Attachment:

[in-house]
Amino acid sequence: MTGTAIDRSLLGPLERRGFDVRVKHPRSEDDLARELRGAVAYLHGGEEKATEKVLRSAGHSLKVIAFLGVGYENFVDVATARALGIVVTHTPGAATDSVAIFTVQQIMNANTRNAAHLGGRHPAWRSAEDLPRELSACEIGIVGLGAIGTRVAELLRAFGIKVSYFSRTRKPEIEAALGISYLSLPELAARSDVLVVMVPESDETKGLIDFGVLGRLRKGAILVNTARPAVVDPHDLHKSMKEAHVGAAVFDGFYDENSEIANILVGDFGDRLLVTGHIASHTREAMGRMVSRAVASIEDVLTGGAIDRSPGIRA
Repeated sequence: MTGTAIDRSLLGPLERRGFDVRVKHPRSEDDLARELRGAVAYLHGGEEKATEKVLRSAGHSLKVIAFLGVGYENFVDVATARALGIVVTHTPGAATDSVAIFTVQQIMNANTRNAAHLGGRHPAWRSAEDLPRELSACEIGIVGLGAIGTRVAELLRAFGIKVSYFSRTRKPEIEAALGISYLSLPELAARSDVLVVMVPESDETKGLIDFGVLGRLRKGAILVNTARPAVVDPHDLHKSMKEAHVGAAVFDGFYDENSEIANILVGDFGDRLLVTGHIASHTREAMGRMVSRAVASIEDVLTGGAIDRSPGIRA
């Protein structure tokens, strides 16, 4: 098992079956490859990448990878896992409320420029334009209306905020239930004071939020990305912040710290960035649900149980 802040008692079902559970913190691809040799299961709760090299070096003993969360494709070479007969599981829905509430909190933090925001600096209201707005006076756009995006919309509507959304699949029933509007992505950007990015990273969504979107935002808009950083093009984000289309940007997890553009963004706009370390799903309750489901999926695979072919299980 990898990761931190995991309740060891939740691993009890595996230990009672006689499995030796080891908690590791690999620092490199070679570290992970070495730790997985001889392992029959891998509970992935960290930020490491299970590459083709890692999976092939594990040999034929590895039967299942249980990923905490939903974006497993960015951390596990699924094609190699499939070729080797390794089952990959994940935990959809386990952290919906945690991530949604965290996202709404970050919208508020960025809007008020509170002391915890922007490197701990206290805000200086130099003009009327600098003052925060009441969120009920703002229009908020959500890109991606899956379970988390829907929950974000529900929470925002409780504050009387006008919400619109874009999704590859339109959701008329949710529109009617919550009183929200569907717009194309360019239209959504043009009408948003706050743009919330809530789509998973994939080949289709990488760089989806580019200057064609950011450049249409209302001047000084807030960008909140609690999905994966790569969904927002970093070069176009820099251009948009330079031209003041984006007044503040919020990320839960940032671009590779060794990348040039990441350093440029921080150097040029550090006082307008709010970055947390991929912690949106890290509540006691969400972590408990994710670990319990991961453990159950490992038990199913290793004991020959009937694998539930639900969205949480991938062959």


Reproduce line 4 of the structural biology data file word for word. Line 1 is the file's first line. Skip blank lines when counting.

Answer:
């Protein structure tokens, strides 16, 4: 098992079956490859990448990878896992409320420029334009209306905020239930004071939020990305912040710290960035649900149980 802040008692079902559970913190691809040799299961709760090299070096003993969360494709070479007969599981829905509430909190933090925001600096209201707005006076756009995006919309509507959304699949029933509007992505950007990015990273969504979107935002808009950083093009984000289309940007997890553009963004706009370390799903309750489901999926695979072919299980 990898990761931190995991309740060891939740691993009890595996230990009672006689499995030796080891908690590791690999620092490199070679570290992970070495730790997985001889392992029959891998509970992935960290930020490491299970590459083709890692999976092939594990040999034929590895039967299942249980990923905490939903974006497993960015951390596990699924094609190699499939070729080797390794089952990959994940935990959809386990952290919906945690991530949604965290996202709404970050919208508020960025809007008020509170002391915890922007490197701990206290805000200086130099003009009327600098003052925060009441969120009920703002229009908020959500890109991606899956379970988390829907929950974000529900929470925002409780504050009387006008919400619109874009999704590859339109959701008329949710529109009617919550009183929200569907717009194309360019239209959504043009009408948003706050743009919330809530789509998973994939080949289709990488760089989806580019200057064609950011450049249409209302001047000084807030960008909140609690999905994966790569969904927002970093070069176009820099251009948009330079031209003041984006007044503040919020990320839960940032671009590779060794990348040039990441350093440029921080150097040029550090006082307008709010970055947390991929912690949106890290509540006691969400972590408990994710670990319990991961453990159950490992038990199913290793004991020959009937694998539930639900969205949480991938062959």